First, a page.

To avoid confusion, any colors that may have been specified using the format attribute (see Section 4.4.5) are ignored in this mode.

14.1.3 The debugger

There are three ways to get into the Maude debugger:

Break points are set with the command

  break select foo bar ([_,_]) .

where the names refer to operators or statement (equation, membership or rule) labels in a way that is completely analogous to the trace select command described in Section 14.1.1. Break points are enabled with the command

  set break on .

On entering the debugger, the prompt changes to Debug(n)> where n is the debug level, that is, the number of times the debugger has been re-entered (it is fully re-entrant). All top-level commands can be executed from the debugger, along with four commands that are special to the debugger:

where .
Prints out the stack of pending rewrites, explaining how each one arose.
step .
Executes the next rewrite with tracing turned on.
resume .
Exits the debugger and continues with the current rewriting task.
abort .
Exits the debugger and abandons the current rewriting task.

We illustrate these commands using the bank accounts example presented in Section 8.1 (assuming it is in the file bank-account-test.maude).

We first use the debug command to activate the debugger from the begining of a rewrite. Note the use of the where, step, and resume commands.

  Maude> load bank-account-test.maude  
  Maude> debug rew bankConf .  
  rewrite in BANK-ACCOUNT-TEST : bankConf .  
  Debug(1)> where .  
  Current term is:  
  bankConf  
  which arose while executing a top level command.  
  Debug(1)> step .  
  *********** equation  
  eq bankConf = (((((< A-003 : Account | bal : 1250 > from A-003 to  
      A-002 transfer 300) debit(A-002, 400)) < A-002 : Account | bal :  
      250 >) debit(A-001, 150)) debit(A-001, 200)) < A-001 : Account |  
      bal : 300 > .  
  empty substitution  
  bankConf  
  --->  
  (((((< A-003 : Account | bal : 1250 > from A-003 to A-002 transfer  
      300) debit(A-002, 400)) < A-002 : Account | bal : 250 >) debit(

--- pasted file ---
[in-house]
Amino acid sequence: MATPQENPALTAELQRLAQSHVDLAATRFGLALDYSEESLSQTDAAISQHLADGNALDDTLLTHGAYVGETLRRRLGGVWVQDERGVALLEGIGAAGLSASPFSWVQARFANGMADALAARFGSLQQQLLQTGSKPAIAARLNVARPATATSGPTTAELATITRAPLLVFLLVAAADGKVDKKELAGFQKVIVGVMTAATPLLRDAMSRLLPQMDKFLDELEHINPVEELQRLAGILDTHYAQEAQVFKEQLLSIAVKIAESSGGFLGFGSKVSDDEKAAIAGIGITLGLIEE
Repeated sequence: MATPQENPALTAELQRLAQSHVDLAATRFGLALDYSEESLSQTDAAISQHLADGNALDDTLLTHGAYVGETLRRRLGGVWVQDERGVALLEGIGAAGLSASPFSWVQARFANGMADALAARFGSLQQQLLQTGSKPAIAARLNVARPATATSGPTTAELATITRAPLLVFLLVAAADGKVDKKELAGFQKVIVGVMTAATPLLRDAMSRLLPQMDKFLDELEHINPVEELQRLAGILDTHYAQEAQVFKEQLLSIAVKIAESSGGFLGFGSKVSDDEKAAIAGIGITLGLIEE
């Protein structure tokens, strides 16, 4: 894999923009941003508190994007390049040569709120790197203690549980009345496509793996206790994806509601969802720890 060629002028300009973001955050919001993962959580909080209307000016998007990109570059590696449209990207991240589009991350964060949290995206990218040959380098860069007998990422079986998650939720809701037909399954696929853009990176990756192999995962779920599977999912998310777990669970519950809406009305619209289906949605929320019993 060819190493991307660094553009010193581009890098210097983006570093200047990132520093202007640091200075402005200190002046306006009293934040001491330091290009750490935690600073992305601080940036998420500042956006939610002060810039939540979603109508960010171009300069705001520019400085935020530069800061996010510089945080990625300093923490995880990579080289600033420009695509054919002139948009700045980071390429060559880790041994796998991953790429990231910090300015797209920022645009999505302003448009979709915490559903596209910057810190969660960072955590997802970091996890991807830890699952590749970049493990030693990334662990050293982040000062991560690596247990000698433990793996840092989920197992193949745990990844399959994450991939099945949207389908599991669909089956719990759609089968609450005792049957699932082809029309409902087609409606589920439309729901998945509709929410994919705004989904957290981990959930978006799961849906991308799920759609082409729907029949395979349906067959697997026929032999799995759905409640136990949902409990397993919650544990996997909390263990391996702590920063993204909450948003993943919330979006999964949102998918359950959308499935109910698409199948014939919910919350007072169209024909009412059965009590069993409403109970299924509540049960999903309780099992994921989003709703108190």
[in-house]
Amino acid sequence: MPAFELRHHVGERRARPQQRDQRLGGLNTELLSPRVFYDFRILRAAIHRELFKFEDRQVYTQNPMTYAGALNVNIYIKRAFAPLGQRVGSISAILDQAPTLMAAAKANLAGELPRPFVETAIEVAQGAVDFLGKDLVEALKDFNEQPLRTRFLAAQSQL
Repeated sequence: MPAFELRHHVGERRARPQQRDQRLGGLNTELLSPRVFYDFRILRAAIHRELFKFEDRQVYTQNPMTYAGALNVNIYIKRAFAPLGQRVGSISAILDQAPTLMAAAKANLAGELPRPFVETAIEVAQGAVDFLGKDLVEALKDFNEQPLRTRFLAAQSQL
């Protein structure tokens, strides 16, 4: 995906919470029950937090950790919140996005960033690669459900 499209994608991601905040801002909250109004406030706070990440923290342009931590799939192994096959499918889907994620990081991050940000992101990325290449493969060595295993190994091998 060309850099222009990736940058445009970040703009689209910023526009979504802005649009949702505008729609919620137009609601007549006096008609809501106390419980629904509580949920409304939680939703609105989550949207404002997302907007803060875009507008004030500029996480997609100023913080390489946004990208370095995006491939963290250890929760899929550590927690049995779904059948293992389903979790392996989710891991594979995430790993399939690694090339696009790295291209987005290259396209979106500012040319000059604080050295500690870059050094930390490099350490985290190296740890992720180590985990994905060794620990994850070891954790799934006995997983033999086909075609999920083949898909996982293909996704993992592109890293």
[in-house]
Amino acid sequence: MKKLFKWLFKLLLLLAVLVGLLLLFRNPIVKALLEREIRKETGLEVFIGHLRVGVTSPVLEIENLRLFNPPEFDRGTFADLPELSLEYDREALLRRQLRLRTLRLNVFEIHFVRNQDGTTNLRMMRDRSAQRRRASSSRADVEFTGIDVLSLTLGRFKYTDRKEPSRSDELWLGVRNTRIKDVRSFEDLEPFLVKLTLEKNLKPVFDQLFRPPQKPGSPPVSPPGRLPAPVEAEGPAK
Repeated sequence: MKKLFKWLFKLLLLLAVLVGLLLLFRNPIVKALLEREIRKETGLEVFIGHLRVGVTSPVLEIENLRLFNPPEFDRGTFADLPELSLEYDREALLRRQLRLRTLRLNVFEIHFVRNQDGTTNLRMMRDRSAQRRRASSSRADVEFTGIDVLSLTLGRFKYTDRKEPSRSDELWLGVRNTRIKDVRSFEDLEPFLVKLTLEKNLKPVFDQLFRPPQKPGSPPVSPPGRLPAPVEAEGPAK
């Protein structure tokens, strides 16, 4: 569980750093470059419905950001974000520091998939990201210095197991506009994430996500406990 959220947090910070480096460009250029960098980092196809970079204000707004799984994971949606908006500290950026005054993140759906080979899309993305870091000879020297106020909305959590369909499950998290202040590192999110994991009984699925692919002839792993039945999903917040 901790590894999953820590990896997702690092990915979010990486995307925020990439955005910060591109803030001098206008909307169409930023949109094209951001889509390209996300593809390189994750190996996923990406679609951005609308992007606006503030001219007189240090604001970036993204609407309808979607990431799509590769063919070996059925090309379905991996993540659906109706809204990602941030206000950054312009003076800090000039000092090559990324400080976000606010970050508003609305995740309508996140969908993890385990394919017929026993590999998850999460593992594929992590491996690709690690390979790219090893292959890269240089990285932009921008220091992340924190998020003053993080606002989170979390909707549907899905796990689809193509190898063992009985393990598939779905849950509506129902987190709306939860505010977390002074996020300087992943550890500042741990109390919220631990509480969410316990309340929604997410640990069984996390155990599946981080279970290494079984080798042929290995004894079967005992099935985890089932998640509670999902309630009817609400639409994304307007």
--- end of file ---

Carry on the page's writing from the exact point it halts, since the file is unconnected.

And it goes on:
A-001, 150)) debit(A-001, 200)) < A-001 : Account | bal : 300 >  
  Debug(1)> where .  
  Current term is:  
  debit(A-001, 150) debit(A-001, 200) debit(A-002, 400) < A-001 :  
      Account | bal : 300 > < A-002 : Account | bal : 250 > < A-003 :  
      Account | bal : 1250 > from A-003 to A-002 transfer 300  
  which arose while executing a top level command.  
  Debug(1)> resume .  
  rewrites: 13 in 2ms cpu (85160ms real) (6500 rewrites/second)  
  result Configuration: debit(A-001, 200) < A-001 : Account | bal :  
      150 > < A-002 : Account | bal : 150 > < A-003 : Account | bal :  
      950 >

As said above, we can also enter into the debugger by reaching a break point or typing control-c. In the following example we set a break point on the debit rule, take a step, and then abort the rewrite process.

  Maude> set break on .  
  Maude> break select debit .  
  Maude> rew bankConf .  
  rewrite in BANK-ACCOUNT-TEST : bankConf .  
  break on labeled rule:  
  crl debit(A:Oid, M:Nat) < A:Oid : Account | bal : N:Nat > => < A:Oid  
      : Account | bal : (N:Nat - M:Nat) > if N:Nat >= M:Nat = true [  
      label debit] .  
  Debug(1)> where .  
  Current term is:  
  debit(A-001, 150) debit(A-001, 200) debit(A-002, 400) < A-001 :  
      Account | bal : 300 > < A-002 : Account | bal : 250 > < A-003 :  
      Account | bal : 1250 > from A-003 to A-002 transfer 300  
  which arose while executing a top level command.  
  Debug(1)> step .  
  *********** trial #1  
  crl debit(A:Oid, M:Nat) < A:Oid : Account | bal : N:Nat > => <  
      A:Oid : Account | bal : (N:Nat - M:Nat) > if N:Nat >= M:Nat =  
      true [label debit] .  
  A:Oid --> A-001  
  M:Nat --> 150  
  N:Nat --> 300  
  *********** solving condition fragment  
  N:Nat >= M:Nat = true  
  Debug(1)> where .  
  Current term is:  
  300 >= 150  
  which arose while checking a condition during the evaluation of:  
  debit(A-001, 150) debit(A-001, 200) debit(A-002, 400) < A-001 :  
    Account | bal : 300 > < A-002 : Account | bal : 250 > < A-003 :  
    Account | bal : 1250 > from A-003 to A-002 transfer 300  
  which arose while executing a top level command.  
  Debug(1)> abort .  
  Maude>

Our last example illustrates the re-entering nature of the debugger. As said above, any command can be used during the debugging process, allowing, for example, starting an execution while debugging another one. We execute a debug rew command, entering the debugger, where we set a break point on the transfer rule. Notice the Debug(2)> prompt. Notice also how after getting out of the inner debugger the break point is still active.

  Maude> debug rew bankConf .  
  rewrite in BANK-ACCOUNT-TEST : bankConf .  
  Debug(1)> step .  
  *********** equation  
  eq bankConf = (((((< A-003 : Account | bal : 1250 > from A-003 to  
      A-002 transfer 300) debit(A-002, 400)) < A-002 : Account | bal  
      : 250 >) debit(A-001, 150)) debit(A-001, 200)) < A-001 : Account  
      | bal : 300 > .  
  empty substitution